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Betanodaviruses are pathogens of fish causing a disease called “viral nervous necrosis” and are named after the host fish from which they were isolated, followed by nervous necrosis virus (Munday et al., 2002). They infect more than 50 species of marine and freshwater fish. Five genetic lineages of betanodavirus have been identified.
Virions are non-enveloped, spherical in shape, 25–33 nm in diameter, and have icosahedral symmetry (T=3). Distinct surface protrusions are observed by electron microscopy of negatively stained preparations (Figure 1.Betanodavirus). Image reconstruction of virus-like particles of Malabaricus grouper nervous necrosis virus (MGNNV) indicates that the capsid protein (CP) of betanodaviruses has a two domain structure compared to the single domain structure of the CP of alphanodaviruses. The average diameter of the particle is 31 nm. In contrast with most alphanodaviruses, empty particles have been seen by electron microscopy of some preparations of betanodaviruses.
Virion buoyant density in CsCl of striped jack nervous necrosis virus (SJNNV) has not been reported but that of Dicentrarchus labrax encephalitis virus (DlEV), a related but not yet classified betanodavirus, is about 1.31–1.36 g cm−3. Virions of DlEV are stable between pH 2 and 9 and resistant to heating at 56 °C for 30 min. Infectivity is resistant to extraction of virions with chloroform.
The genome consists of two molecules of positive-sense ssRNA: RNA1 (Mr 1.01×106, 3.1 kb) and RNA2 (Mr 0.49×106, 1.4 kb). Both RNA molecules are encapsidated in the same virus particle, and both are required for infectivity. Both molecules are capped at their 5′-ends and lack poly(A) tails at their 3′-ends.
Betanodavirus capsids contain 180 copies of a single structural protein of 42 kDa. In contrast to alphanodaviruses, maturation cleavage of this protein is not observed.
Betanodaviruses replicate in the cytoplasm. Infected cells contain three ssRNAs: RNA1 (Mr 1.01×106; 3.1 kb); RNA2 (Mr 0.49×106; 1.4 kb) and a subgenomic (sg) RNA3 (Mr about 0.13×106; 0.4 kb) derived from RNA1. RNA3 is not packaged into virions. RNA1 encodes protein 1a (110 kDa), the RNA-dependent RNA polymerase (RdRP). RNA2 encodes protein 2a (42 kDa), the CP. The RNA3 of SJNNV encodes protein B2 and has a potent RNA silencing-suppression activity, as also observed for alphanodaviruses (Iwamoto et al., 2001).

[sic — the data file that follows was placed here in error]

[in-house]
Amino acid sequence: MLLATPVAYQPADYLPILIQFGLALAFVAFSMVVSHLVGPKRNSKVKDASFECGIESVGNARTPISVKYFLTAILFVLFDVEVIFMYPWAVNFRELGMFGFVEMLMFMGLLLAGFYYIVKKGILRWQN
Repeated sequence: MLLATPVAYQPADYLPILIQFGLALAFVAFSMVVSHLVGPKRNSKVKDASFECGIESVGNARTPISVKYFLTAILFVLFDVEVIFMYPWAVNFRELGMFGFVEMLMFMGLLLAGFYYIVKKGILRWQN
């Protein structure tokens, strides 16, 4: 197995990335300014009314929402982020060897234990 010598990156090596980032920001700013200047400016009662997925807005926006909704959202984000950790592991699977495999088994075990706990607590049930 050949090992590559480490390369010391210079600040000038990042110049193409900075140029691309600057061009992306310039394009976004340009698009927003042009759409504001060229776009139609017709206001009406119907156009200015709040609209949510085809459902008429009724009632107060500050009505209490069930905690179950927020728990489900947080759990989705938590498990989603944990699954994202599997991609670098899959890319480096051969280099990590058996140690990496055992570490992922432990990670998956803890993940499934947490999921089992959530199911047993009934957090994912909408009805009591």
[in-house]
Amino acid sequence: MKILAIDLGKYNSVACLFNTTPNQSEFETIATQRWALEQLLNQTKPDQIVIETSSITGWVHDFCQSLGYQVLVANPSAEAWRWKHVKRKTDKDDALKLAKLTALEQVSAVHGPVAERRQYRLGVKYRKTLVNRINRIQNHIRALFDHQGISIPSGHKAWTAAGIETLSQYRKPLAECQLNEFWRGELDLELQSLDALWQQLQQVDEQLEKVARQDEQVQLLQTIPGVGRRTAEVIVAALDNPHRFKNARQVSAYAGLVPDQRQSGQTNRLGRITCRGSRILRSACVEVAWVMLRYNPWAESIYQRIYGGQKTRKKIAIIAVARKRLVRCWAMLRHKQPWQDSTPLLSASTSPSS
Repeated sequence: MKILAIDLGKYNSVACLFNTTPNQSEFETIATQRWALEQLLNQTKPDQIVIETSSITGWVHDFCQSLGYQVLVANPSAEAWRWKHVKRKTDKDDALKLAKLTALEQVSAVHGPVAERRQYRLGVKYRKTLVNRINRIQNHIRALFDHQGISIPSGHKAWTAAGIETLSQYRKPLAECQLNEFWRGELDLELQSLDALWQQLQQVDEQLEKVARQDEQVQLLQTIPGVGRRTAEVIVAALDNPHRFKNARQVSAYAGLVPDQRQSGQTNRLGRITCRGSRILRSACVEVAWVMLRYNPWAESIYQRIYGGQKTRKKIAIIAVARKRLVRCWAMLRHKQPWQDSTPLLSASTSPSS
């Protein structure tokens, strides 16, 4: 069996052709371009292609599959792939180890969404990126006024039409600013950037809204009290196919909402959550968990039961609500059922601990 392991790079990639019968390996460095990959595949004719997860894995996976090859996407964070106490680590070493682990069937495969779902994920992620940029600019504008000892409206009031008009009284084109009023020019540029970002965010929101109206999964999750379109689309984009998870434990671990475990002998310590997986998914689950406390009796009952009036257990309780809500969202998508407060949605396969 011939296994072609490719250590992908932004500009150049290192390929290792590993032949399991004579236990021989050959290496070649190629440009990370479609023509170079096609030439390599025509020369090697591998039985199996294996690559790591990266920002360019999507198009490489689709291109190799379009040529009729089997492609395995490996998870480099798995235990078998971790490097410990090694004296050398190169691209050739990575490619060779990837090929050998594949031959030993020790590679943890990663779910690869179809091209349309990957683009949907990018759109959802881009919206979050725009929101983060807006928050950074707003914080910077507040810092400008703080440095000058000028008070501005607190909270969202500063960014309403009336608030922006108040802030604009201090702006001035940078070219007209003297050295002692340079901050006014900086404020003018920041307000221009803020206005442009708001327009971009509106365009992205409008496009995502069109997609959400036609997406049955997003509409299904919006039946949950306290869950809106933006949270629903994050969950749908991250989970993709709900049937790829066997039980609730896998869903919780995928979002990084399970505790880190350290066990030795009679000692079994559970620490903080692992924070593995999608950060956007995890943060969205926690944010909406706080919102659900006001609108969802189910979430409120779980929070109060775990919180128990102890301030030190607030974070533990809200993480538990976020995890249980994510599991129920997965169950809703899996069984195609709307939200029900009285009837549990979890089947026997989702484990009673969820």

Betanodaviruses are cross-reactive by immunoblot analysis using polyclonal antisera but differential reactivity is observed with monoclonal antibodies. Virus neutralization with polyclonal antisera divides four betanodaviruses into three serotypes; serotype A for SJNNV, serotype B for tiger puffer nervous necrosis virus (TPNNV), and serotype C for red-spotted grouper nervous necrosis virus (RGNNV) and barfin flounder nervous necrosis virus (BFNNV).
Isolates of all species of betanodaviruses have been isolated from larvae, juvenile or adult marine fish, in which they cause “viral nervous necrosis” or “viral encephalopathy and retinopathy” associated with behavioral abnormalities and high mortalities. SJNNV and TPNNV have a limited host range: striped jack for SJNNV and tiger puffer for TPNNV. In contrast, RGNNV and BFNNV have a wide range of host fish; RGNNV is isolated from warm-water fishes and BFNNV is isolated from cold-water fishes. These diseases cause significant problems for the marine aquaculture industry.
Betanodaviruses replicate in cultured cells from striped snakehead fish (SNN-1 and E-11) and other cells derived from fish such as groupers (GF-1), sea bass (SBL), turbot (TV-1), and gilthead sea bream (SAF-1). A low level of virus replication is observed in mammalian (COS-1 and HeLa) cells.
Betanodavirus antigens and/or CP genes are detected in eggs, larvae and ovaries of some inapparently infected hatchery-reared fish species, and the CP gene is frequently detected in a variety of wild fishes without any disease signs, indicating both horizontal and vertical modes of transmission of the virus.
The following criteria can be applied to the demarcation of species within the Betanodavirus genus:
Dicentrarchus labrax encephalitis virus
Melanogrammus aeglefinus nervous necrosis virus
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